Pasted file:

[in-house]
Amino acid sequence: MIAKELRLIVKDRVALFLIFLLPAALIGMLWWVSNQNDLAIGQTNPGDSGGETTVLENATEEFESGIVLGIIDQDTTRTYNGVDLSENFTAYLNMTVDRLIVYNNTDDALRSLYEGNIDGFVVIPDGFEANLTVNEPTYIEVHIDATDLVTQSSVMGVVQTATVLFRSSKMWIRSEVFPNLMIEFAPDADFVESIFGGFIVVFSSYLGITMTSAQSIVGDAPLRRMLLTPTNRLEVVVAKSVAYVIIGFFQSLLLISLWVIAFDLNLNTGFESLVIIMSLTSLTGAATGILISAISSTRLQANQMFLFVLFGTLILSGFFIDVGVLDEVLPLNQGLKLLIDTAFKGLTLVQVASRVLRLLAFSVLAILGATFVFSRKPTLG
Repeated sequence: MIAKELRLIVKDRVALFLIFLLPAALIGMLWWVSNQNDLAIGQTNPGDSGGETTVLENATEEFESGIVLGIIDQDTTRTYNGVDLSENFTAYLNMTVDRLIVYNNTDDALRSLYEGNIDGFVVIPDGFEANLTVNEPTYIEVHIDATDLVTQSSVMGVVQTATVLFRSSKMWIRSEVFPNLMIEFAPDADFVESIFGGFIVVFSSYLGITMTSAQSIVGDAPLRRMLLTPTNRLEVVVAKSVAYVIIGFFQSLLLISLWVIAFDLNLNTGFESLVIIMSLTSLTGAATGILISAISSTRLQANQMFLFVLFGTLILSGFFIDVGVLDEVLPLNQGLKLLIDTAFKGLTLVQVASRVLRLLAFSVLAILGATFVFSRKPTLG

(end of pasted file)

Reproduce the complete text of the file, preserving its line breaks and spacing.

[in-house]
Amino acid sequence: MIAKELRLIVKDRVALFLIFLLPAALIGMLWWVSNQNDLAIGQTNPGDSGGETTVLENATEEFESGIVLGIIDQDTTRTYNGVDLSENFTAYLNMTVDRLIVYNNTDDALRSLYEGNIDGFVVIPDGFEANLTVNEPTYIEVHIDATDLVTQSSVMGVVQTATVLFRSSKMWIRSEVFPNLMIEFAPDADFVESIFGGFIVVFSSYLGITMTSAQSIVGDAPLRRMLLTPTNRLEVVVAKSVAYVIIGFFQSLLLISLWVIAFDLNLNTGFESLVIIMSLTSLTGAATGILISAISSTRLQANQMFLFVLFGTLILSGFFIDVGVLDEVLPLNQGLKLLIDTAFKGLTLVQVASRVLRLLAFSVLAILGATFVFSRKPTLG
Repeated sequence: MIAKELRLIVKDRVALFLIFLLPAALIGMLWWVSNQNDLAIGQTNPGDSGGETTVLENATEEFESGIVLGIIDQDTTRTYNGVDLSENFTAYLNMTVDRLIVYNNTDDALRSLYEGNIDGFVVIPDGFEANLTVNEPTYIEVHIDATDLVTQSSVMGVVQTATVLFRSSKMWIRSEVFPNLMIEFAPDADFVESIFGGFIVVFSSYLGITMTSAQSIVGDAPLRRMLLTPTNRLEVVVAKSVAYVIIGFFQSLLLISLWVIAFDLNLNTGFESLVIIMSLTSLTGAATGILISAISSTRLQANQMFLFVLFGTLILSGFFIDVGVLDEVLPLNQGLKLLIDTAFKGLTLVQVASRVLRLLAFSVLAILGATFVFSRKPTLG